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NEW YORK – Verizon and Redbox owner Coinstar on Monday unveiled the formation of a joint venture that will marry “the convenience, simplicity and value of Redbox new release DVD and Blu-ray Disc rentals” with a new video on-demand streaming and download service.
Product launches, including subscription services, are scheduled for the second half of the year, and the companies said further details, such as branding, content details and pricing, would be announced later. Verizon will control 65 percent of the venture that is designed to challenge Netflix and other online video providers.
The partners said they are looking to create “a new choice for quality- and value-conscious consumers seeking a simple and affordable way to access the video entertainment they crave.” They added: “By offering instantly available online and mobile content with immediate access to physical media through rental kiosks, Verizon and Redbox will be uniquely positioned to deliver the best of both worlds – digital and physical – to consumers across the country.”
It wasn’t immediately clear if the partners had first content deals in place with Hollywood giants that would provide programming for the streaming service.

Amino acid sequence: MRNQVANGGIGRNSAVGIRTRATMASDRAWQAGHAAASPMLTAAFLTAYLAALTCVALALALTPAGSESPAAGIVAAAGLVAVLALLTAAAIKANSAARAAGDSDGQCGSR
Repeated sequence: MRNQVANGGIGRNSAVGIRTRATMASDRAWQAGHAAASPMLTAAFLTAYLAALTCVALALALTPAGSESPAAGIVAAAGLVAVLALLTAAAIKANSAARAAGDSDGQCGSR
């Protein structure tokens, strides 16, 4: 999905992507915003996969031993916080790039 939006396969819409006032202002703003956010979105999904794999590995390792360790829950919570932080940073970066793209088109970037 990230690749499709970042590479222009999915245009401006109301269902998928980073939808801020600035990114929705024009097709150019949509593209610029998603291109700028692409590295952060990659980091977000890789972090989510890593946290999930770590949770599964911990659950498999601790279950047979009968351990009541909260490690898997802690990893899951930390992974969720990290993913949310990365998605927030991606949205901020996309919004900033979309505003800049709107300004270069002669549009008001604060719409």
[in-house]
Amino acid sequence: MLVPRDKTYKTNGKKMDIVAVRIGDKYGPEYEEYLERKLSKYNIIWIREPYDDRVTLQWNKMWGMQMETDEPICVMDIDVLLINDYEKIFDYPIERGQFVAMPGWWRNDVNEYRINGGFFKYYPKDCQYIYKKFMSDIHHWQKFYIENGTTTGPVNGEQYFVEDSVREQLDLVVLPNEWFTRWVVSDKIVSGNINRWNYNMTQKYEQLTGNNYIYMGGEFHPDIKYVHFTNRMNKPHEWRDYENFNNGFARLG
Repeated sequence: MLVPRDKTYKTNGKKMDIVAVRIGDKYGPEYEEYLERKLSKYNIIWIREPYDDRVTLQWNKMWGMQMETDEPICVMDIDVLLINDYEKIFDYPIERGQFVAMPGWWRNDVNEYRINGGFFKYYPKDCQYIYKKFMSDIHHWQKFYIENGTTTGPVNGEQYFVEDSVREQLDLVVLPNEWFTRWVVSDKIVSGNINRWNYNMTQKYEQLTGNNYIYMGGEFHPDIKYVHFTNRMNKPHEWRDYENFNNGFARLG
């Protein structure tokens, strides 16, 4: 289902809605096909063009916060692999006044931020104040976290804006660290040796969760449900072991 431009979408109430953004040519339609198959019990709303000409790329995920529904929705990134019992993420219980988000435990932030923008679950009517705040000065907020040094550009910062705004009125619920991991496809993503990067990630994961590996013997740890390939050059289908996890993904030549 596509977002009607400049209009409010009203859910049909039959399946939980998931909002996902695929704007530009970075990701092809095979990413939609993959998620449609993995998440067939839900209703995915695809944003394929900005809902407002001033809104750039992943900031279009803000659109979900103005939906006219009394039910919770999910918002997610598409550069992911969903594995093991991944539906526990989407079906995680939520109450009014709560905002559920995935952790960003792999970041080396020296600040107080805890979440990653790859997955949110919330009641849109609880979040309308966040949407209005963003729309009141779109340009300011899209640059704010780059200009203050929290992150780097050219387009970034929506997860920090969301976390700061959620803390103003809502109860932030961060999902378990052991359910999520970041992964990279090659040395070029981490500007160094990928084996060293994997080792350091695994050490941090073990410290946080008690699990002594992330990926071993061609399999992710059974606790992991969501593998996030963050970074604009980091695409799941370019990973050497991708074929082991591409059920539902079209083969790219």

“When you consider the core elements the parties bring to this venture – our powerful brands; our national rental kiosk footprint; our anytime, anywhere network presence; and our mutual commitment to customer-focused innovation – it’s clear that Verizon and Redbox are a powerful entertainment team,” said Bob Mudge, president of Verizon consumer and mass business markets.
“Consumers rely on Redbox for the latest new release movies at a great value, and our joint venture with Verizon will enable us to bring them even more value by offering expanded content offerings and greater flexibility for how and when they enjoy entertainment,” said Paul Davis, CEO of Coinstar.
The venture will be funded with $450 million from its partners, according to a regulatory filing. It said that the venture has licensed the Redbox brand name. Five years from now, Redbox has the right to require Verizon to take its stake in the venture, while the telecom giant then has the right to call for Redbox’s stake.
The venture news is “positive for content providers and ”noise” for cable,” said Wells Fargo analyst Marci Ryvicker. “From a content perspective, we view this announcement as more of a positive than a negative given that this JV represents another purchaser of content.”
She added: “From a cable perspective, the impact of this offering will entirely depend on the provided content, and we would view this much like we do Netflix, a complimentary product to traditional video services.”
She also suggested that Verizon could use the new broadband service “as a competitive advantage for [its] FiOS [TV service] in that there is likely to be an over-the-top bundle that may not be replicable from a cable/satellite perspective.”
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